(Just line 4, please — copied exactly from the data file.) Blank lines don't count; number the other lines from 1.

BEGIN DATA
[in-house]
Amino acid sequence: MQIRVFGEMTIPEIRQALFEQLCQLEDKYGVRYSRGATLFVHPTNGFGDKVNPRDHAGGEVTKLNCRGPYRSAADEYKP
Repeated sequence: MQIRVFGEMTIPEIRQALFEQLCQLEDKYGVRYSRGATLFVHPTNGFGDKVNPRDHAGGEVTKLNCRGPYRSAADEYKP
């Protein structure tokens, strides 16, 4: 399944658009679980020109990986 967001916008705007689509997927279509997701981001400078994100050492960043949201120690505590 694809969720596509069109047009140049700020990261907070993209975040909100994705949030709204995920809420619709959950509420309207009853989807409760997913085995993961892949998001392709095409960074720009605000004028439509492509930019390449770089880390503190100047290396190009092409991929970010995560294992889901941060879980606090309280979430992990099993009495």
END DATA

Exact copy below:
């Protein structure tokens, strides 16, 4: 399944658009679980020109990986 967001916008705007689509997927279509997701981001400078994100050492960043949201120690505590 694809969720596509069109047009140049700020990261907070993209975040909100994705949030709204995920809420619709959950509420309207009853989807409760997913085995993961892949998001392709095409960074720009605000004028439509492509930019390449770089880390503190100047290396190009092409991929970010995560294992889901941060879980606090309280979430992990099993009495």